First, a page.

On January 31, 2023, FDA Commissioner Robert M. Califf announced a proposed redesign of the human foods program at FDA. The proposal follows the findings and recommendations of a Reagan-Udall Foundation expert panel that Dr. Califf had charged with evaluating the agency’s existing human foods program. Commissioner Califf called the redesign “transformative” and believes the proposed structures will have clear priorities to protect and promote a safe and nutritious food supply in the current and evolving environment.
In the high-level proposal, FDA intends to unify various functions of the Center for Food Safety and Applied Nutrition (CFSAN), Office of Food Policy and Response (OFPR), and Office of Regulatory Affairs (ORA) under an organization called the Human Foods Program. A Deputy Commissioner for Human Foods will lead that program and have decision-making authority over policy, strategy, and regulatory program activities, as well as resource allocation and risk-prioritization. The Deputy Commissioner will report directly to the FDA Commissioner. The Human Foods Program will have a larger executive team with clearly defined lines of authority to ensure decisive leadership. This will include a Principal Associate Commissioner reporting to the Deputy Commissioner. Based on the organizational chart provided in the proposal, the Deputy Commissioner for Human Foods appears to be on the same level as the Director of the Center for Veterinary Medicine (CVM).
In addition, a Human Foods Advisory Committee of external experts will be formed to advise FDA on issues in food safety, nutrition, and innovative food technologies.
FDA also plans to create a Center for Excellence in Nutrition within the Human Foods Program, that will work with industry to offer healthier, more nutritious foods. The Center is intended to elevate and empower action on nutrition science, policy, and initiatives to reduce diet-related chronic diseases and improve health equity. The Center will include an Office of Critical Foods responsible for the regulation of infant formula and medical foods, presumably also to help ensure a robust supply of such critical products.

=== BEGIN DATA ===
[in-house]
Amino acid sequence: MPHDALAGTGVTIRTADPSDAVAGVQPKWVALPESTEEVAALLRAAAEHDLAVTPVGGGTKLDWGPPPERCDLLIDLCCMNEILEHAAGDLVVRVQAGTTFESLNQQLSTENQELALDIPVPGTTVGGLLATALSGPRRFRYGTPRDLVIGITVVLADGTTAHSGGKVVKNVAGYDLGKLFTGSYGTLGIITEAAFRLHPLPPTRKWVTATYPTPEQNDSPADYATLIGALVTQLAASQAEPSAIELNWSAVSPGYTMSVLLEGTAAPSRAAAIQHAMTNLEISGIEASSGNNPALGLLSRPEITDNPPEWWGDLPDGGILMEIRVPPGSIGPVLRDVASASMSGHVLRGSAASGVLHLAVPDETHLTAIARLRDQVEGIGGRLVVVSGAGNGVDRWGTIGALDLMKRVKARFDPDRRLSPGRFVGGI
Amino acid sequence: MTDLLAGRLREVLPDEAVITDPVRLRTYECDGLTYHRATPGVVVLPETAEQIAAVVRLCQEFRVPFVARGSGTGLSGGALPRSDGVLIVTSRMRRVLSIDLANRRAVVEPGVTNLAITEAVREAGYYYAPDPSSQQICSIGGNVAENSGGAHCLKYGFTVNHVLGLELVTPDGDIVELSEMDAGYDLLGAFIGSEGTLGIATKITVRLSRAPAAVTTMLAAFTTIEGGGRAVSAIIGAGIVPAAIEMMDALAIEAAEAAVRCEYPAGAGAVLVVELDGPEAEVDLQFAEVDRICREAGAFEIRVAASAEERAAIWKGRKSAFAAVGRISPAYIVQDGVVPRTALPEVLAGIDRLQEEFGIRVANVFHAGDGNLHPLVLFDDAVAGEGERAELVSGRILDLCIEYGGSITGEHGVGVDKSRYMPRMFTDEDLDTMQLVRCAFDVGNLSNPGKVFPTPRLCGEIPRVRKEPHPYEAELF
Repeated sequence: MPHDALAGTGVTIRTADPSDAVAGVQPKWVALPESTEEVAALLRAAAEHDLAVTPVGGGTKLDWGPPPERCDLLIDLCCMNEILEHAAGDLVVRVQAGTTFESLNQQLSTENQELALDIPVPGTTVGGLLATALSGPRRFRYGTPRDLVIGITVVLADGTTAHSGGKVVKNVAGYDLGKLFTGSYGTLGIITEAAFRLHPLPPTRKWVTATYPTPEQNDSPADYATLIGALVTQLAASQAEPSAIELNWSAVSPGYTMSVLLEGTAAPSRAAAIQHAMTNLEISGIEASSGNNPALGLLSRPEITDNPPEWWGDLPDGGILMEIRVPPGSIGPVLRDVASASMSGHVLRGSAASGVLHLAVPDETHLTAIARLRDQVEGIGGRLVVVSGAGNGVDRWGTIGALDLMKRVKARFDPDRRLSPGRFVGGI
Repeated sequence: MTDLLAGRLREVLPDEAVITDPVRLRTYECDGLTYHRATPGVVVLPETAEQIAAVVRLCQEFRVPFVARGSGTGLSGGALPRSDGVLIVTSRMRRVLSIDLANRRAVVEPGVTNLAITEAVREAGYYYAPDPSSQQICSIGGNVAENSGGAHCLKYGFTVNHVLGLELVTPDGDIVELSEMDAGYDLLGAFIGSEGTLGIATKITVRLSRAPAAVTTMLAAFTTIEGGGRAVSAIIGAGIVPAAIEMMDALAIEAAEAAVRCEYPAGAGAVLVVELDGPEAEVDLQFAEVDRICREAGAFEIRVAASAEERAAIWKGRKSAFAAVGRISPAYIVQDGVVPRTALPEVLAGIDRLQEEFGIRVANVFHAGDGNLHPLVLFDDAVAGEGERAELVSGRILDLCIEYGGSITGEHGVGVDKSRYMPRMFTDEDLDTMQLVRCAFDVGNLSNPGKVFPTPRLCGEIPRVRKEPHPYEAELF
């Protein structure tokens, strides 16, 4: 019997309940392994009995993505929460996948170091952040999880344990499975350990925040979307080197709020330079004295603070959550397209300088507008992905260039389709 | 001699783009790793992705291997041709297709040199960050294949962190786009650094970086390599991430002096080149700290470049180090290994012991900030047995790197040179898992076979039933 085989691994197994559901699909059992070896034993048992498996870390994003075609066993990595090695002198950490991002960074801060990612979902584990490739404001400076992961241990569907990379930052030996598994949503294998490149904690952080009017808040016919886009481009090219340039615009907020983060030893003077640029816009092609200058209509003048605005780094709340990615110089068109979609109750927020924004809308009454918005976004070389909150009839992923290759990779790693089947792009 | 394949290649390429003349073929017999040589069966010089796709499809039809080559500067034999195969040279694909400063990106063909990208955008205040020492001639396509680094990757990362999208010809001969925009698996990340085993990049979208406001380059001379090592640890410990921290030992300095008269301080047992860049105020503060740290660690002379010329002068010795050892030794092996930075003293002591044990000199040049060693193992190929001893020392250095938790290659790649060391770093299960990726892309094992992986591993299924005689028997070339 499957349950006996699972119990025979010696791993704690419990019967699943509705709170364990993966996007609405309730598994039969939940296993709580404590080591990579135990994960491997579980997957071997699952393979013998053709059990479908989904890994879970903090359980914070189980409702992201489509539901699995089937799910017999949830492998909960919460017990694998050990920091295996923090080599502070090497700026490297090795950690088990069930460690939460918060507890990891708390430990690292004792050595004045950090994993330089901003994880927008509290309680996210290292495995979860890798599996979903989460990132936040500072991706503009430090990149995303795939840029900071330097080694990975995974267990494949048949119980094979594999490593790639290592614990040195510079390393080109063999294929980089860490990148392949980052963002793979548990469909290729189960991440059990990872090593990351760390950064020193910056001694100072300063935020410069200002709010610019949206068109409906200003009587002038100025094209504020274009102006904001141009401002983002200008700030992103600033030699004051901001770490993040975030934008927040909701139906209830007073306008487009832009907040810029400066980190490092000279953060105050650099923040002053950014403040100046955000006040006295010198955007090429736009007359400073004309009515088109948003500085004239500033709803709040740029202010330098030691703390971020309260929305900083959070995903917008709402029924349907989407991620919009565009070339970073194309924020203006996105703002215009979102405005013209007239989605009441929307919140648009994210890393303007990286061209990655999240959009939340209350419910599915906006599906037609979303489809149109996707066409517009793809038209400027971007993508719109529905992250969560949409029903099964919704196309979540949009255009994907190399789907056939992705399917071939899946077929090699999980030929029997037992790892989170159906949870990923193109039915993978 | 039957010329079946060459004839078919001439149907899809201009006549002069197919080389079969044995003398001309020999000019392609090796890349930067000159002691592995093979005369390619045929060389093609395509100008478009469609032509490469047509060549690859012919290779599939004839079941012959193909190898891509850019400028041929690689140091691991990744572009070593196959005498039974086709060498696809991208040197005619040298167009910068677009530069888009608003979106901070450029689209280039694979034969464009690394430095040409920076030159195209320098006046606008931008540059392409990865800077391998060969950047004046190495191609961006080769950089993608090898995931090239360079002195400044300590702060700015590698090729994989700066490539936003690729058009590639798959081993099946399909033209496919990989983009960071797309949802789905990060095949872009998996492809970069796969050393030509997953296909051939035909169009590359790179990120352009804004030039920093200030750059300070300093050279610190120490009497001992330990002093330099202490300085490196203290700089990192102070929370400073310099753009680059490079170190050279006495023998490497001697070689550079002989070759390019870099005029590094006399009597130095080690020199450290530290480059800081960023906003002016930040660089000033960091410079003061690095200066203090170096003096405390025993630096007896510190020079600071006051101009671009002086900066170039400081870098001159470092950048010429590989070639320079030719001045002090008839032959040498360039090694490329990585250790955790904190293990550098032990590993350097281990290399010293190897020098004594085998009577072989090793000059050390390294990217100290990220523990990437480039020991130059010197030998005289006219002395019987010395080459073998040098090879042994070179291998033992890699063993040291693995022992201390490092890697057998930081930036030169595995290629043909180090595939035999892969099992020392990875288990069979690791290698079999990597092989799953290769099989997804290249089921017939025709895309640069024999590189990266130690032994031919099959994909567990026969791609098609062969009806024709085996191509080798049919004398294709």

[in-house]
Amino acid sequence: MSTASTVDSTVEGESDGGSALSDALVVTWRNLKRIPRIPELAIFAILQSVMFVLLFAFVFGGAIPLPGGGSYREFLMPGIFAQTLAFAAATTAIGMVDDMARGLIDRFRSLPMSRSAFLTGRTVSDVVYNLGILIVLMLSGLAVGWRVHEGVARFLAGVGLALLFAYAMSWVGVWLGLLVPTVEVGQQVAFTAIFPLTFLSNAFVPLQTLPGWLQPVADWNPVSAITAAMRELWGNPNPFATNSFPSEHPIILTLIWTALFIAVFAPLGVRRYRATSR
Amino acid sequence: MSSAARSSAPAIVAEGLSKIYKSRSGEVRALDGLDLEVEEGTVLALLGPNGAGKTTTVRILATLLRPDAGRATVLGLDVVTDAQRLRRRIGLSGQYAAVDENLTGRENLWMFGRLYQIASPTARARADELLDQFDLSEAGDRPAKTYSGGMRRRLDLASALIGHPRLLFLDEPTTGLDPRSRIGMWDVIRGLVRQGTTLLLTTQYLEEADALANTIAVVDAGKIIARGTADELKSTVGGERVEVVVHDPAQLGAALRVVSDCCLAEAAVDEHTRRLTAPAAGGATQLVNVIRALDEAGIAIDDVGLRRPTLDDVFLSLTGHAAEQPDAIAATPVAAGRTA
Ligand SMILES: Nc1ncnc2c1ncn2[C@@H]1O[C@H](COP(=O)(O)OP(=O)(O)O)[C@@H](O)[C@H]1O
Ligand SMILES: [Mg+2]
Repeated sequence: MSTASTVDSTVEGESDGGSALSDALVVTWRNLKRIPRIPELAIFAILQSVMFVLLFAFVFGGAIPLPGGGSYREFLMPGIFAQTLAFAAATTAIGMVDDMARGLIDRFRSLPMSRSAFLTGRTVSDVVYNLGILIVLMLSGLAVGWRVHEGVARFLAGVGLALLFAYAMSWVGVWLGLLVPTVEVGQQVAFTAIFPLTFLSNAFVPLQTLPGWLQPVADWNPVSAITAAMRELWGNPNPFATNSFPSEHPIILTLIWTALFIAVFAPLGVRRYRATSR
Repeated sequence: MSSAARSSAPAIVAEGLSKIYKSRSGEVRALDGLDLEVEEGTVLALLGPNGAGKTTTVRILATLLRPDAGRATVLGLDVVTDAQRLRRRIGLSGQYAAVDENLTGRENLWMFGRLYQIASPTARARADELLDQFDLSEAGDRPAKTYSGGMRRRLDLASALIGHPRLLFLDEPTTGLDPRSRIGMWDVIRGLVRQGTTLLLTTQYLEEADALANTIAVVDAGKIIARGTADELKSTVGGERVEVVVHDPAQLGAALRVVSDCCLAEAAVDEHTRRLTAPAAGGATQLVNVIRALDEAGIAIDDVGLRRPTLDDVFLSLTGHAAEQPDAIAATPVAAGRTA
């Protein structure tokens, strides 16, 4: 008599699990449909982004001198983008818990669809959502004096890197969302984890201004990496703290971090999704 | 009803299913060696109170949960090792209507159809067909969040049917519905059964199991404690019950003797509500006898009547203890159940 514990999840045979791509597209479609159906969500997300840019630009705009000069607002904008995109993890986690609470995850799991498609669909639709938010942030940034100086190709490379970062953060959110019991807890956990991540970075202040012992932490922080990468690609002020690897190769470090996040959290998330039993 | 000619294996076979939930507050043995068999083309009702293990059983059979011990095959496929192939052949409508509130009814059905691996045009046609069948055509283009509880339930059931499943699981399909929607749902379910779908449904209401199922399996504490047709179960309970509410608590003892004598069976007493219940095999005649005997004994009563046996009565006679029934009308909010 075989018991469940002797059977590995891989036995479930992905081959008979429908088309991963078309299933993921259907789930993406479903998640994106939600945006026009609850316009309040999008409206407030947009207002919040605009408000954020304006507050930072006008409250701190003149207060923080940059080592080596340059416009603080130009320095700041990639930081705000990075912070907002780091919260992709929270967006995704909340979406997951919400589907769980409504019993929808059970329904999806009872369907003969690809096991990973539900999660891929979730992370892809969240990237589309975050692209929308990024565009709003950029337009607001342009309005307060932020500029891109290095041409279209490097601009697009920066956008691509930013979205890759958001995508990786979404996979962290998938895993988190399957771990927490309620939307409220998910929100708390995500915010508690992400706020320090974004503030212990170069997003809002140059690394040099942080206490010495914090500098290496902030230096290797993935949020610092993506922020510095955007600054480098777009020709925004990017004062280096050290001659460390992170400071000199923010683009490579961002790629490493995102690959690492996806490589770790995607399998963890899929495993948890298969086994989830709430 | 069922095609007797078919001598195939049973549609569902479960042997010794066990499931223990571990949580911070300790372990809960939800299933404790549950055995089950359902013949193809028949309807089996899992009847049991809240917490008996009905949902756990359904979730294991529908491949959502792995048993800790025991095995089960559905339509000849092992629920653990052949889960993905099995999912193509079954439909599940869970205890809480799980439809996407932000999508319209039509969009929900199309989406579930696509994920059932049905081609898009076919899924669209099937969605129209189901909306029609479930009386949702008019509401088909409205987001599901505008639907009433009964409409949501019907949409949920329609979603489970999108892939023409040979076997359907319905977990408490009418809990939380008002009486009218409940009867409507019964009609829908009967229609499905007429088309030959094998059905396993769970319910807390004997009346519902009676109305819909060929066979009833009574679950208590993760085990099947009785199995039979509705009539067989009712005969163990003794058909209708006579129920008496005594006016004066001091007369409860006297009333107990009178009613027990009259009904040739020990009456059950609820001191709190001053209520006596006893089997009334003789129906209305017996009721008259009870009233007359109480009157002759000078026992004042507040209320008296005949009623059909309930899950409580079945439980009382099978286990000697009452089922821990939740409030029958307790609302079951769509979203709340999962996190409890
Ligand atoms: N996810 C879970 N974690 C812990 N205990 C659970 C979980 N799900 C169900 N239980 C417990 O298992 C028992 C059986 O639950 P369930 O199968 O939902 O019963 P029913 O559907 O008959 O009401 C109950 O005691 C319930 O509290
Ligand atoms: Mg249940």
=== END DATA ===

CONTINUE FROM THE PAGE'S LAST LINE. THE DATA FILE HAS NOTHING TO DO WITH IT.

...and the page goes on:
FDA intends to establish an Office of Integrated Food Safety System Partnerships to prioritize and unify FDA’s work with state and local regulators. The aim is to ensure greater collaboration and support to state-level inspectional activities. The changes to ORA mentioned below will strengthen the goals in the New Era of Smarter Food Safety.
Office of Regulatory Affairs
The proposal also reimagines ORA. The new model will focus on setting the global gold standard in inspections, investigations, laboratory analysis, and import operations. ORA will support the Human Foods Program and other regulatory programs by focusing on critical activities. As a result, ORA will take a more prevention-based approach to food safety inspections. It will also will modernize and increase its specialization alongside the regulatory programs. Certain ORA functions such as state and local food safety partnership functions will be realigned into the Human Foods Program to streamline the agency’s oversight over foods.
Center for Veterinary Medicine
FDA proposes to create an Office of Animal Biotechnology Innovation within CVM, which will work on advancing FDA’s regulation of animal biotechnology. The office will collaborate with the Human Foods Program on agricultural biotechnology innovation. The CVM Director’s role will be expanded to include duties as Chief Veterinary Officer (CVO) to reinforce CVM’s One Health mission; where the Director is not a veterinarian, the duties will be held by a senior veterinarian within CVM.
Commissioner Califf will next turn this high level proposal into a concrete reorganization plan. To do so, the Commissioner will engage with internal and external stakeholders on this proposal, and will provide an additional update on FDA’s progress on reorganization and timeline by the end of February.
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